It’s Time To Respect Brandin Cooks
Many of you probably haven’t had the opportunity to read my content before, but if you have, there’s a good chance that I’ve mentioned Brandin Cooks. For some reason that I still don’t fully understand, he’s the fantasy player that I endorse shamelessly and relentlessly. I also likened him to a filet mignon in a recent article as odd as that sounds.
This season is no exception. According to FantasyPros figures as of July 9, Cooks is ranked as the 15th receiver in both standard and points-per-reception (PPR) formats and is being drafted as the 14th in both. I have the Saints’ “archer” ranked at WR9 in both formats.
Before we dive into Cooks, take a look at the players being drafted around him. We have Alshon Jeffery, Brandon Marshall and Demaryius Thomas, all of which are walking into an uncomfortable-at-best quarterback situation. Jeffery is probably fine, but at this point, I’m very concerned about Marshall and Thomas with Geno Smith and Mark Sanchez as their quarterbacks.
We have some raw and/or slightly-unproven talent around him as well in Mike Evans (led the league with 11 drops), Amari Cooper (three catches in the red-zone last year) and Keenan Allen (injury, makes me nervous for some reason). I like all of them, but their inconsistency last year makes me a wee bit nervous. Moving on to the man of the hour…
In his sophomore season last year, Cooks hauled in 84 balls (17th in the NFL) for 1,138 yards (14th) and nine touchdowns (T-14th). In terms of targets, he ranked 20th with 129 targets – admittedly nothing impressive. Among the top 20 targeted players in 2015, however, Cooks had a catch rate of 65% – tied for sixth.
The only players that I have ranked higher than Cooks who also had a higher catch rate are Antonio Brown (70%) and Julio Jones (67%). A.J. Green is ranked higher than Cooks and had the same 65% catch rate. A lot of Cooks’ production can be attributed to his quarterback – some guy named Drew Brees.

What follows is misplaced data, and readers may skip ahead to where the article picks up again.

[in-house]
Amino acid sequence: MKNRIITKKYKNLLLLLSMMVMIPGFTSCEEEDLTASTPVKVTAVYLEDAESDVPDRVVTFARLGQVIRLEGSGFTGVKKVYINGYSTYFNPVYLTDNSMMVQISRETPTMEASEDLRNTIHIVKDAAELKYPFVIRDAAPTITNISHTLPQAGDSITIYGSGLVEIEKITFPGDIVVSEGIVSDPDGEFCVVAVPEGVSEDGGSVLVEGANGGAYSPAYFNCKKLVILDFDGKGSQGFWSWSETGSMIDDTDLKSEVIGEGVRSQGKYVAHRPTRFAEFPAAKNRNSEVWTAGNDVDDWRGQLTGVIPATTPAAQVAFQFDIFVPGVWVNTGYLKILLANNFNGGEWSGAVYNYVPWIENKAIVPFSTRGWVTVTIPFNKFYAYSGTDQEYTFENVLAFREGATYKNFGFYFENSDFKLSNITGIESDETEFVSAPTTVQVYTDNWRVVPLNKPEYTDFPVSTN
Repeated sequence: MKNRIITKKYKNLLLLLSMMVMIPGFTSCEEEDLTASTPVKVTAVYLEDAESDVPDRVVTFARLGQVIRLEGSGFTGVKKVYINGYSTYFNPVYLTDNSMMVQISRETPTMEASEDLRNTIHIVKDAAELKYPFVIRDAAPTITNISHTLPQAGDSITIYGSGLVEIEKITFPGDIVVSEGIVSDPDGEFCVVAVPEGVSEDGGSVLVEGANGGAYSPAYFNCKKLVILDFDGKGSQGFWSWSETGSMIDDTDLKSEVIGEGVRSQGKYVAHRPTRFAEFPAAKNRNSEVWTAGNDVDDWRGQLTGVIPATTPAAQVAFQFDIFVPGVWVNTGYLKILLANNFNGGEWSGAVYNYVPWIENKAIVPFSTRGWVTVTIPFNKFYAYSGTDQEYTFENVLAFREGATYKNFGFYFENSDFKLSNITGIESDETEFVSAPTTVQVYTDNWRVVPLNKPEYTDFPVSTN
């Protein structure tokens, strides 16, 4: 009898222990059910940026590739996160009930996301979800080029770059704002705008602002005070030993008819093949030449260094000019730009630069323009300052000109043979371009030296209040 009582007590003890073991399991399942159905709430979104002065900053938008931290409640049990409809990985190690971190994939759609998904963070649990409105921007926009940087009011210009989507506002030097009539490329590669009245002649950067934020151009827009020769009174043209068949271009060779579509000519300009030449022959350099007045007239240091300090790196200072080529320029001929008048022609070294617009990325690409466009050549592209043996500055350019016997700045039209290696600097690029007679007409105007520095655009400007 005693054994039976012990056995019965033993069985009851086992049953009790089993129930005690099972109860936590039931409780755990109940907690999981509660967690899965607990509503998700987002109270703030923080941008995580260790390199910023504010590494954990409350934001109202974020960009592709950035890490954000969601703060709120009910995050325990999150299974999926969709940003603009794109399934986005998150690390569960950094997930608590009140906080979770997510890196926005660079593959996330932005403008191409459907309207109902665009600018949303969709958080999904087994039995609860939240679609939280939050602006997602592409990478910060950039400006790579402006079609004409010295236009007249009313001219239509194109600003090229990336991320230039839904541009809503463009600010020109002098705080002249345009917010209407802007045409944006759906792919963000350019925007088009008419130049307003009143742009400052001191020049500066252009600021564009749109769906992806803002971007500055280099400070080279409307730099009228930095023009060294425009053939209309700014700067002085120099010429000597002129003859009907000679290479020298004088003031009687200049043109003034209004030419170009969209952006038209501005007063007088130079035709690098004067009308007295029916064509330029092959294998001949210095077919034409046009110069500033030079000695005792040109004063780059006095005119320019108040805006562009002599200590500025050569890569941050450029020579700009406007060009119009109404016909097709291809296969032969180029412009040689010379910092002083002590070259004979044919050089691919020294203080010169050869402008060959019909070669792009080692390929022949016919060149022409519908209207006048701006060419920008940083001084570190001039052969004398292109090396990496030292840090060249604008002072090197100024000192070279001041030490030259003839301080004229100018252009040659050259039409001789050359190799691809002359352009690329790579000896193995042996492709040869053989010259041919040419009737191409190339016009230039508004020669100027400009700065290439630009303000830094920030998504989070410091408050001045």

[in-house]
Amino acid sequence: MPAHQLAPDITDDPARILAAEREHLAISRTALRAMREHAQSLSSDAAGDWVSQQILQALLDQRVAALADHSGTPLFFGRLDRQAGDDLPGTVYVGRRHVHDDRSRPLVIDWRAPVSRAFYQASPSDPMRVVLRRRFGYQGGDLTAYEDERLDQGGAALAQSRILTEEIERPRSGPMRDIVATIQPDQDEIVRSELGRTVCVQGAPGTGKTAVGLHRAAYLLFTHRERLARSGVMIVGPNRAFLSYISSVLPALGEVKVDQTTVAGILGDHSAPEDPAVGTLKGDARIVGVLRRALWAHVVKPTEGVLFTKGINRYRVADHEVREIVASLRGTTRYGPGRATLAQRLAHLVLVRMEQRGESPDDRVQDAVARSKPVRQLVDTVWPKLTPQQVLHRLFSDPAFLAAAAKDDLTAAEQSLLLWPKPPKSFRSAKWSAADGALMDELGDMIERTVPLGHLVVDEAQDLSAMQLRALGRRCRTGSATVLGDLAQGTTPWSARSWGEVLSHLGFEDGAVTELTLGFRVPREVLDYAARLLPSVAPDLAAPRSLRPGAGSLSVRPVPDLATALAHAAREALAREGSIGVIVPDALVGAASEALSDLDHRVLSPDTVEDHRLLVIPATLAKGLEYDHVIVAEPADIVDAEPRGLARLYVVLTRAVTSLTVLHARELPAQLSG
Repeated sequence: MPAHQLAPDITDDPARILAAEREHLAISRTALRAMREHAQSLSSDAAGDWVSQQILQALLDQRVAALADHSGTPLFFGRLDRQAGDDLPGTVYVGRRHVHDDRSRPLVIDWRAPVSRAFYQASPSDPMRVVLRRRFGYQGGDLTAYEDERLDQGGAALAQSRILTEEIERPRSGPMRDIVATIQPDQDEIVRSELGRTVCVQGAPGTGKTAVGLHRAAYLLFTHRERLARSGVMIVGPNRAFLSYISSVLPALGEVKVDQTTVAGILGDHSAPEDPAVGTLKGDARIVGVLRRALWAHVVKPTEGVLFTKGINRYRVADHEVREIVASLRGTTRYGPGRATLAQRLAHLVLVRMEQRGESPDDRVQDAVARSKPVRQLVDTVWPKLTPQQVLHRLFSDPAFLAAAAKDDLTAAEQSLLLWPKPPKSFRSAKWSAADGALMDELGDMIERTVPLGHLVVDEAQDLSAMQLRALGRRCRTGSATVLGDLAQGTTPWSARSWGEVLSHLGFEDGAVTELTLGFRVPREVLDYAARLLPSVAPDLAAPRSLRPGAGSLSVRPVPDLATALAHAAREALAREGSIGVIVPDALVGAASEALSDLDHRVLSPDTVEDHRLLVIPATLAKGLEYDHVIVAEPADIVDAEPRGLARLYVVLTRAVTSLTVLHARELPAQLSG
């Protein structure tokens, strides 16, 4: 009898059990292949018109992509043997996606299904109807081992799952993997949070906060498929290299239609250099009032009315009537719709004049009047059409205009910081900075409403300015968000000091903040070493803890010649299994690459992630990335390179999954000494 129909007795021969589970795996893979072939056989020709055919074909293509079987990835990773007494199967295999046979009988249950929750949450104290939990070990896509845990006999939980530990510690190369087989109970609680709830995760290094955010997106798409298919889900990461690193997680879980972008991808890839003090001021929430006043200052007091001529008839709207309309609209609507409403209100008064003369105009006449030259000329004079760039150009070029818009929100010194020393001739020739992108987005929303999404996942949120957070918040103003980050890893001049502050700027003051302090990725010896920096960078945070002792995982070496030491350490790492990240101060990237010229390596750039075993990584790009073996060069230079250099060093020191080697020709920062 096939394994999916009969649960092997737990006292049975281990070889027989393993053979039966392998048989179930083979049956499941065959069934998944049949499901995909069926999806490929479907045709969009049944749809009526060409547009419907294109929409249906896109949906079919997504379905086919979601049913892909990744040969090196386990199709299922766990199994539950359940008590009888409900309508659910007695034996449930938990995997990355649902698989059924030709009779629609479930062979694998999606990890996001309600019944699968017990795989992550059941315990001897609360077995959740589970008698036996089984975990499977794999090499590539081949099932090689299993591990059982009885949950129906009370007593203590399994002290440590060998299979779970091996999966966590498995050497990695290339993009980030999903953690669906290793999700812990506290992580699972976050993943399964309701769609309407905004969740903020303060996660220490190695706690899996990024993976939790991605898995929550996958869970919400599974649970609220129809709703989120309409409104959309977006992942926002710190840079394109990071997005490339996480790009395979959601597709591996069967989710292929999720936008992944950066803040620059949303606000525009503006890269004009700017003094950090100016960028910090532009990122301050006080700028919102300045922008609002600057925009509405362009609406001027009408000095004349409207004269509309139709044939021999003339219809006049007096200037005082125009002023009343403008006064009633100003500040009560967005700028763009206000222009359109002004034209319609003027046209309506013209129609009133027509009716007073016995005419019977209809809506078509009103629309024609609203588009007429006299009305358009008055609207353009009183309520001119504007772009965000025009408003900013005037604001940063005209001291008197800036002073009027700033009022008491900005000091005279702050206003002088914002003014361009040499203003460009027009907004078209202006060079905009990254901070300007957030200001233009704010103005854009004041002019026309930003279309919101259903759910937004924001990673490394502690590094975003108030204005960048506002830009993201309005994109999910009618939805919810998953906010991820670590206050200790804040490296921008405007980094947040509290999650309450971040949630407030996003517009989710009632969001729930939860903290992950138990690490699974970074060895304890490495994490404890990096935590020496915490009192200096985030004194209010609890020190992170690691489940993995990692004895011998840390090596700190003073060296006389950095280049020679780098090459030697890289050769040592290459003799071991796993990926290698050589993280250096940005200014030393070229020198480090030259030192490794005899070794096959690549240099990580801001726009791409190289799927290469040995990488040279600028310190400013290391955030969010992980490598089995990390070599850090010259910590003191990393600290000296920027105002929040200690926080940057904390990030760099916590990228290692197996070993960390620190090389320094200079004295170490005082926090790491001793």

Brees was second in a bunch of passing categories in 2015 – completions (428), attempts (627), completion percentage (68.3%) and yards per game (325). Additionally, he was first in passing yards with 4,870. Brees missed a game due to injury.
I must admit, the Saints are notorious for spreading the ball around, which can be very frustrating for fantasy owners. Cooks led the Saints in targets, but Benjamin Watson and Willie Snead both also had over 100 targets – 109 and 102, respectively. Watson is now off to Baltimore, but Coby Fleener has arrived and will probably be integrated well into the passing game.
Honestly, I don’t really care. The Saints throw enough that it makes the spreading of the ball increasingly irrelevant.
The Saints’ defense was so bad (and presumably still is) that they have to throw constantly – hence the 627 attempts by Brees in 15 games. There were only two games last season where Saints’ opponents scored fewer than 20 points! They were the second-worst defense in terms of yards allowed with 6,620 (that’s a ton) and the worst in terms of points allowed, giving up an actually impressive 29.8 points per game.
Cooks is just fun to own. He’s that guy who makes your total score jump by 15 in one play. Last season, he had receptions of 46, 47, 54, 60 and 71 yards, proving once again that it’s very valuable to own Drew Bress’ deep threat.
Okay, so what are we working with? We have a third-year deep-threat receiver who is the unquestioned number one target on his team – a team that possibly throws the ball more than any other team in the league and usually has to keep pace with their opponents as a result of their awful defense.
Oh, and he has a likely future Hall-of-Famer throwing to him. As a bonus, I will be yelling “Throw it to Cooks” almost every time the Saints drop back to pass.
According to FantasyPros, you can get Cooks at the end of the third round in 10-team leagues. I won’t let him last that long.
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